The devil is in the detail: reflexive accounting in qualitative market research

Qualitative Market Research

ISSN: 1352-2752

Article publication date: 12 June 2009



Branch, J. (2009), "The devil is in the detail: reflexive accounting in qualitative market research", Qualitative Market Research, Vol. 12 No. 3.



Emerald Group Publishing Limited

Copyright © 2009, Emerald Group Publishing Limited

The devil is in the detail: reflexive accounting in qualitative market research

Article Type: Practitioner perspectives From: Qualitative Market Research: An International Journal, Volume 12, Issue 3

Researchers should report how they gained access to the research setting, how they presented themselves within it, including details of the roles taken … Ways in which data were collected and recorded should also be included, as well as lists of the various types of data available to researchers, and coding and other analytic procedures (Seale, 1999, p. 162).

The disclosure of research design for which Seale has made a plea is that which in ethnography is often known as reflexive accounting. Early anthropological works, for example, included natural histories – confessional tales of sorts – which buttressed authors’ claims of credibility. In more postmodernist research, reflexive accounting serves to de-emphasize claims of authenticity, instead, situating the research and, to some extent, encouraging different interpretations rather than single ‘truths’. But in either case, reflexive accounting makes researchers’ decisions explicit and methods scrutinisable, so that readers are fully informed and, subsequently, can arrive at their own conclusions (Becker, 1970).

A casual survey of recent qualitative studies in the marketing literature, however, suggests that Seale’s plea for reflexive accounting has largely gone unanswered. Indeed, details of researchers’ decisions and methods have been notably thin. The innumerable iterations of the hermeneutic circle of interpretation, for example, have been replaced in many instances with single phrases such as “I then analysed the data inductively”.

Perhaps journal editors have pushed for a slimming and trimming of Methodology sections, privileging instead Results, Discussion, and Suggestions for Future Research. Doubtless, there has been a convergence towards a single template for reporting research. Or maybe the growing awareness of qualitative market research in the mainstream marketing community has resulted in the assumption that its procedures are as standardized as those of traditional quantitative research... as straightforward as running a regression or calculating a χ squared. In a subtle twist of irony, it seems that the lack of reflexive accounting has also contributed greatly to the scepticism among critics of qualitative market research. Indeed, claims that it lacks scientific rigour, employs makeshift methods, is rife with bias at every research stage, and generates useless results, are common.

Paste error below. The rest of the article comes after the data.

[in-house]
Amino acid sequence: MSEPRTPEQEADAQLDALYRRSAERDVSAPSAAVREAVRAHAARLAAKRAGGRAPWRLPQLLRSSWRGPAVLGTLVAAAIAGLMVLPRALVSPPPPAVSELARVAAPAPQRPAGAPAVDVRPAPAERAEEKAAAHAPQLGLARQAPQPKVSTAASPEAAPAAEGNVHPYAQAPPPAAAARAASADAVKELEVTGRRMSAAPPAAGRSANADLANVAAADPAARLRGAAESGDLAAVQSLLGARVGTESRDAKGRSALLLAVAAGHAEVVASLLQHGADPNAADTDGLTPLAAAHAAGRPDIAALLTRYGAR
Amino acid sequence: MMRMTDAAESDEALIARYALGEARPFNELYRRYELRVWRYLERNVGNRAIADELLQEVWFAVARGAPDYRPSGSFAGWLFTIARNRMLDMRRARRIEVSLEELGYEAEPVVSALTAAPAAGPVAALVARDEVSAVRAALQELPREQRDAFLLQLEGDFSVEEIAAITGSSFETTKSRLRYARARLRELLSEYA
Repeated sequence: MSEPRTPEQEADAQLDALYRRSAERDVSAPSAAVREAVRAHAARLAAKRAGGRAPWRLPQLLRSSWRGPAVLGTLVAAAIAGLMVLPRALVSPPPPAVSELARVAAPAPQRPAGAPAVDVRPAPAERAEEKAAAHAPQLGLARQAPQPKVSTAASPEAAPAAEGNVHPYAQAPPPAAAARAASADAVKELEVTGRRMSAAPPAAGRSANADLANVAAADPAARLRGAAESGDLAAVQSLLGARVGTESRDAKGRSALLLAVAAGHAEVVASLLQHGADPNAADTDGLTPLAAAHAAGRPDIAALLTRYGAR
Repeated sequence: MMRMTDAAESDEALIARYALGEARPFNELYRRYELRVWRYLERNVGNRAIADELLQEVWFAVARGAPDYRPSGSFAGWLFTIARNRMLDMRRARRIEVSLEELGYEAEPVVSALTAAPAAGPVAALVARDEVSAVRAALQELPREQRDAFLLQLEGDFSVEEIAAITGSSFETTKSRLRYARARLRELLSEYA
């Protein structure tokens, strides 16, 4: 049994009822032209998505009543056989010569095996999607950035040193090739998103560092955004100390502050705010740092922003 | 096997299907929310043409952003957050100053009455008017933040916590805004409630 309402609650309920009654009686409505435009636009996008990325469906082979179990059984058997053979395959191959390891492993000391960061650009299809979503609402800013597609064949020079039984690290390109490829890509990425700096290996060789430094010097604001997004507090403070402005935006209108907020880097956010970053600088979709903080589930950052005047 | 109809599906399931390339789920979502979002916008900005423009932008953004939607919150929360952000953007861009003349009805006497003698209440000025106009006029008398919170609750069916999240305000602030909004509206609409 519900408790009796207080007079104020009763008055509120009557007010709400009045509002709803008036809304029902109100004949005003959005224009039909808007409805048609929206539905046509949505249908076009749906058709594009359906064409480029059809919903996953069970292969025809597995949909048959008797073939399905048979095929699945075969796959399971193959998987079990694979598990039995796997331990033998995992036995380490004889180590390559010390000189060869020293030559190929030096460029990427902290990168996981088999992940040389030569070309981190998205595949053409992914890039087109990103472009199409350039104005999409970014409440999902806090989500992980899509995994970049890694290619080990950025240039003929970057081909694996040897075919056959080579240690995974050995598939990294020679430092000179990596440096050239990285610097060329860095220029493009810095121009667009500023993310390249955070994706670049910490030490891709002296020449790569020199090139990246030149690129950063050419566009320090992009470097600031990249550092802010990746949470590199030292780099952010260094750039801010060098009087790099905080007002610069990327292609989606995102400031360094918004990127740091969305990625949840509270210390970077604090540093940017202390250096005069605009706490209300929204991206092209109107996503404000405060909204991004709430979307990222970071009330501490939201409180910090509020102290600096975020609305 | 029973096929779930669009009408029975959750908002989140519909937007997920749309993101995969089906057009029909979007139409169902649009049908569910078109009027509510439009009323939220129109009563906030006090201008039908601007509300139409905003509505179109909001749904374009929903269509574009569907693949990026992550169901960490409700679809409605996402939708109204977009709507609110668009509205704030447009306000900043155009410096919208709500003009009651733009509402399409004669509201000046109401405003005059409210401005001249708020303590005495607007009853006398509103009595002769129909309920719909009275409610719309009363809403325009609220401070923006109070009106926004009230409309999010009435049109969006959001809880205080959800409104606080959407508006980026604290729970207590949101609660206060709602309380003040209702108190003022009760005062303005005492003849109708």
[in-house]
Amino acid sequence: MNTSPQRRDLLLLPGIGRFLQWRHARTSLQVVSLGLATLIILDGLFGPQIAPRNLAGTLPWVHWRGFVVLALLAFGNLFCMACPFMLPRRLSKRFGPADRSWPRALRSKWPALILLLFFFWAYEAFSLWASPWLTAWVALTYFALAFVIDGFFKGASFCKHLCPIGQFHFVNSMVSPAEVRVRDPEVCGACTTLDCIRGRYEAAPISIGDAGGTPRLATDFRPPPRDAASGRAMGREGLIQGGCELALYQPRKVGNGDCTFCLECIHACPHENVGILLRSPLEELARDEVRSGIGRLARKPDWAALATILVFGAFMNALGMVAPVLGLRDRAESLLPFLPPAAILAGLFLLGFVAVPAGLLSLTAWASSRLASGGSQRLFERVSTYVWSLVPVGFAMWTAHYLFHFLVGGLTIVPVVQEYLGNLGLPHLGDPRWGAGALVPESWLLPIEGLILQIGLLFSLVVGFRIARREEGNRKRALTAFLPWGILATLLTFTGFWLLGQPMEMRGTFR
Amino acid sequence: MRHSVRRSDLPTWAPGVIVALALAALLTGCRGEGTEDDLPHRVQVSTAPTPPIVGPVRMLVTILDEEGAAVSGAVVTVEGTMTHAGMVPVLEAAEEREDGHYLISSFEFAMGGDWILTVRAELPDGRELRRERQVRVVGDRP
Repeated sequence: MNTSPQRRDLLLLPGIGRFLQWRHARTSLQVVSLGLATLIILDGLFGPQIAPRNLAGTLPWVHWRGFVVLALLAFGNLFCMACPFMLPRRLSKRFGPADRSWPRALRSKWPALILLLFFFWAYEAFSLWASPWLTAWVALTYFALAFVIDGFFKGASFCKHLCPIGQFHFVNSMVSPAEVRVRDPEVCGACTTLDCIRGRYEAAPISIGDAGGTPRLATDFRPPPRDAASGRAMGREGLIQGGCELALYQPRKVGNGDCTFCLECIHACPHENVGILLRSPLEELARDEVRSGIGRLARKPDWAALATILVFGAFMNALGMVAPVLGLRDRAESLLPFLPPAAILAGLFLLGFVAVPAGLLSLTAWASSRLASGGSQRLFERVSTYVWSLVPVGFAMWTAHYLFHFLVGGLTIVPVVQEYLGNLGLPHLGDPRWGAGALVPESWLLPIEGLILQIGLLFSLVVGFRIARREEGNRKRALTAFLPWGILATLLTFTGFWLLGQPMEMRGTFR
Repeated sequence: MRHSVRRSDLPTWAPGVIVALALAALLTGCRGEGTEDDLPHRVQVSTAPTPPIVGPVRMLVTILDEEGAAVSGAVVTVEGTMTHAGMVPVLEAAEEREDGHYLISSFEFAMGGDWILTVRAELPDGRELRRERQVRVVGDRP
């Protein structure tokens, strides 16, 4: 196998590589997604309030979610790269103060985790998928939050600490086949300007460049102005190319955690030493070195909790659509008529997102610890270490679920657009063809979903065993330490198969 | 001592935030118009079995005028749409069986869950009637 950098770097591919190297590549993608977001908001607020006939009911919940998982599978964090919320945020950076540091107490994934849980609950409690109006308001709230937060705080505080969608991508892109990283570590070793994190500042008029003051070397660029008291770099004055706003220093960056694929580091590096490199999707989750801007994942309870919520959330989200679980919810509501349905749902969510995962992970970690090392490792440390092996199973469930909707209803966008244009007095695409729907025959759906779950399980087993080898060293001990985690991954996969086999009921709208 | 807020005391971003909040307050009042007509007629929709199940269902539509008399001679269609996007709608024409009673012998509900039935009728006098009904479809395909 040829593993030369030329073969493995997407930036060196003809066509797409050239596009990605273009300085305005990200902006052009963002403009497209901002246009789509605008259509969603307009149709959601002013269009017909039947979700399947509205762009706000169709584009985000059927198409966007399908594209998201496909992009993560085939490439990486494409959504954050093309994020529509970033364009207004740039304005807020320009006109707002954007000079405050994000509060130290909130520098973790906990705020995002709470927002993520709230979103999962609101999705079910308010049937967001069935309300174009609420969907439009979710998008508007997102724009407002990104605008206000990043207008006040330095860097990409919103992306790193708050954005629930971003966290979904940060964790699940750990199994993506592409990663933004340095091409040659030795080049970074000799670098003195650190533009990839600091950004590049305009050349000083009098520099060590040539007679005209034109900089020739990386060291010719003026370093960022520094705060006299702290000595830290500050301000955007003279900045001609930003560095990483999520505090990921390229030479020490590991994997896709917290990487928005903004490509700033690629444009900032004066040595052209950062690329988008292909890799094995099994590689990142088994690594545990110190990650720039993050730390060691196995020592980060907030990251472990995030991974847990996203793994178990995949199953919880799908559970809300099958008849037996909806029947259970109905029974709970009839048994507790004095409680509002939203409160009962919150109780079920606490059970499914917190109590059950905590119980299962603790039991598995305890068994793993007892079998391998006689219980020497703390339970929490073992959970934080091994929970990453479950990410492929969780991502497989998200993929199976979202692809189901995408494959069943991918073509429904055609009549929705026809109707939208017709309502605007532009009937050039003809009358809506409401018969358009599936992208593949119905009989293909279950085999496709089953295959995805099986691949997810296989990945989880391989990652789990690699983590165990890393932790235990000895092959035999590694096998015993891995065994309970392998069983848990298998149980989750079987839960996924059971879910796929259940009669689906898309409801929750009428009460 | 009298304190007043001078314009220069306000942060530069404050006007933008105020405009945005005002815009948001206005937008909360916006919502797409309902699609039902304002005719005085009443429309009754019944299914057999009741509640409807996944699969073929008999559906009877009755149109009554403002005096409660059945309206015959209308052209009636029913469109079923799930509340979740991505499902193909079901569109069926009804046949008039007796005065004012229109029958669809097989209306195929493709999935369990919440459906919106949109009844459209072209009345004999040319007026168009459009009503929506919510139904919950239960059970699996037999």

The rationale for Seale’s plea, however, is clear, and addresses concisely these potentialities. First, there is no universal template for reporting research. The fundamental differences between qualitative and quantitative research necessitate a different type of reporting. The concern for natural, subjective language of research participants, for example, must be reflected in the rhetoric of the report (Firestone, 1993). It encourages “researchers to make words mean something by virtue of their resonance in human lives” (Holbrook, 1995, p. 24). Its emergent nature also suggests a much more ‘convoluted’ approach, rather than the linear, step-wise norm of quantitative research. In summary, qualitative research requires a non-technical style, which “is more adapted to a description of multiple realities; suited to description of influences, value positions of the researcher, methodological paradigm, etc” (Lincoln and Guba, 1985, p. 39).

Second, in contrast to the multitude of survey and statistical techniques of quantitative research, few (if any) standardized instruments are available to the qualitative researcher. Indeed, the “researcher is essentially the main ‘measurement device’ ” (Miles and Huberman, 1994, p. 6) – that is to say, qualitative research relies solely on the “human instrument for generating the thick description, content, and the textual analysis” (Murray and Ozanne, 1991, p. 133). Reporting of qualitative research, therefore, cannot be trivialised – reduced to one-sentence statements in a methodology section.

And third, qualitative research, at its foundation, is paradigmatically different from traditional quantitative research (Hirschman, 1986). It has different research goals (Smith, 1983), makes different philosophical assumptions (Hudson and Wadkins, 1988), and employs different methods of study (Hughes, 1990). Its reporting, therefore, is also different. Indeed, quantitative research “should not serve as the foil against which standards for qualitative research should be developed” (Howe and Eisenhart, 1990, p. 3).

I urge editors, therefore, to embrace the importance of methodology, demanding reflexive accounting in their authors’ submissions. Similarly, I urge them to reconsider their template and stylistic policies, encouraging instead a variety in research reporting. I also implore my fellow qualitative researchers to avoid standardising their Methodology sections, which thereby propagate both the misunderstanding and dubious reputation of qualitative market research. Reflexive accounting is an integral component of qualitative market research – part and parcel of its research rigour– and therefore paramount to its acceptance in the mainstream marketing community. When it comes to qualitative market research, the devil is in the detail.

John Branch


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